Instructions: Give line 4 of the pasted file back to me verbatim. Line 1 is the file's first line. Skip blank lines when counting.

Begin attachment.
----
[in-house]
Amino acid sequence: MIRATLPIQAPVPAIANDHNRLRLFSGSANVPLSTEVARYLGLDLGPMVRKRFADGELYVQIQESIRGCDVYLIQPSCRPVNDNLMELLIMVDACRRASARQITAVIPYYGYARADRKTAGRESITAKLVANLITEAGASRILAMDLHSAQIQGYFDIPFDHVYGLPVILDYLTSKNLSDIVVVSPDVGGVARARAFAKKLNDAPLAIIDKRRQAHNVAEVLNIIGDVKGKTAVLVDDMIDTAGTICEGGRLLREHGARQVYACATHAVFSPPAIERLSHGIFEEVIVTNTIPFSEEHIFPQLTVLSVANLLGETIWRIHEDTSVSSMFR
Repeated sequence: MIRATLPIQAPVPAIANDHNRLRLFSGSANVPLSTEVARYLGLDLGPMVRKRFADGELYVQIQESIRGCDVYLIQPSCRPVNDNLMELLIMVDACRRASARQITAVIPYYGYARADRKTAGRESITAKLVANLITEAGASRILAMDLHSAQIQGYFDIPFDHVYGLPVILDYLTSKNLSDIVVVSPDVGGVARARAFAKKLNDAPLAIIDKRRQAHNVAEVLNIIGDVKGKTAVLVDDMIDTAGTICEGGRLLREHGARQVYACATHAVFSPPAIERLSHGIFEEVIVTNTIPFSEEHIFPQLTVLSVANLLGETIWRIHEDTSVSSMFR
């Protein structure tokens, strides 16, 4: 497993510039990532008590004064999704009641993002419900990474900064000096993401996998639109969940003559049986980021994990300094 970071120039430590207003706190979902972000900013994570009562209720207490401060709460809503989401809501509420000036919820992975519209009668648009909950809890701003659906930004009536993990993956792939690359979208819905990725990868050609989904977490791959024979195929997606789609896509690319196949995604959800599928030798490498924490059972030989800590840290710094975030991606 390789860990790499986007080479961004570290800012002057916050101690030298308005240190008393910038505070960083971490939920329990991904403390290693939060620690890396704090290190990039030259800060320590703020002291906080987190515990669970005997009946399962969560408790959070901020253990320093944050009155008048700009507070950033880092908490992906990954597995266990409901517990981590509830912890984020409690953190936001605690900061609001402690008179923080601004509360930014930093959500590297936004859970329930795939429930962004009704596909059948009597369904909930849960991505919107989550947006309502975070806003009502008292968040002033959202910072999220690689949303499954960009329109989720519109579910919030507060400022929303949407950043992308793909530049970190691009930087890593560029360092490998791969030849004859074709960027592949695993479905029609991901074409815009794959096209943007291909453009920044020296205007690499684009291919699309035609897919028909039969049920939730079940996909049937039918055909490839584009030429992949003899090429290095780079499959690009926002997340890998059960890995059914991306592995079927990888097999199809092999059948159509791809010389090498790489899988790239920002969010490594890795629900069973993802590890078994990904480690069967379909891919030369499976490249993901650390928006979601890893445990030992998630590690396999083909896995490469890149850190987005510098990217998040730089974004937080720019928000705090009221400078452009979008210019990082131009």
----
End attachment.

């Protein structure tokens, strides 16, 4: 497993510039990532008590004064999704009641993002419900990474900064000096993401996998639109969940003559049986980021994990300094 970071120039430590207003706190979902972000900013994570009562209720207490401060709460809503989401809501509420000036919820992975519209009668648009909950809890701003659906930004009536993990993956792939690359979208819905990725990868050609989904977490791959024979195929997606789609896509690319196949995604959800599928030798490498924490059972030989800590840290710094975030991606 390789860990790499986007080479961004570290800012002057916050101690030298308005240190008393910038505070960083971490939920329990991904403390290693939060620690890396704090290190990039030259800060320590703020002291906080987190515990669970005997009946399962969560408790959070901020253990320093944050009155008048700009507070950033880092908490992906990954597995266990409901517990981590509830912890984020409690953190936001605690900061609001402690008179923080601004509360930014930093959500590297936004859970329930795939429930962004009704596909059948009597369904909930849960991505919107989550947006309502975070806003009502008292968040002033959202910072999220690689949303499954960009329109989720519109579910919030507060400022929303949407950043992308793909530049970190691009930087890593560029360092490998791969030849004859074709960027592949695993479905029609991901074409815009794959096209943007291909453009920044020296205007690499684009291919699309035609897919028909039969049920939730079940996909049937039918055909490839584009030429992949003899090429290095780079499959690009926002997340890998059960890995059914991306592995079927990888097999199809092999059948159509791809010389090498790489899988790239920002969010490594890795629900069973993802590890078994990904480690069967379909891919030369499976490249993901650390928006979601890893445990030992998630590690396999083909896995490469890149850190987005510098990217998040730089974004937080720019928000705090009221400078452009979008210019990082131009």